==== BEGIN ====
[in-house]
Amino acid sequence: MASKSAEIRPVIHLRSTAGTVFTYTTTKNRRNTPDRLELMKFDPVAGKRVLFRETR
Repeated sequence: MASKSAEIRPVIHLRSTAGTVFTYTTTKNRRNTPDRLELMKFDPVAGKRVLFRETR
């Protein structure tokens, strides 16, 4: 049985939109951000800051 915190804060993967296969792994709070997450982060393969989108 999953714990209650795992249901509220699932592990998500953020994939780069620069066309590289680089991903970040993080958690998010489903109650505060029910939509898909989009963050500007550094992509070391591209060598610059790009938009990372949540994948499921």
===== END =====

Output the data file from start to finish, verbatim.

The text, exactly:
[in-house]
Amino acid sequence: MASKSAEIRPVIHLRSTAGTVFTYTTTKNRRNTPDRLELMKFDPVAGKRVLFRETR
Repeated sequence: MASKSAEIRPVIHLRSTAGTVFTYTTTKNRRNTPDRLELMKFDPVAGKRVLFRETR
């Protein structure tokens, strides 16, 4: 049985939109951000800051 915190804060993967296969792994709070997450982060393969989108 999953714990209650795992249901509220699932592990998500953020994939780069620069066309590289680089991903970040993080958690998010489903109650505060029910939509898909989009963050500007550094992509070391591209060598610059790009938009990372949540994948499921």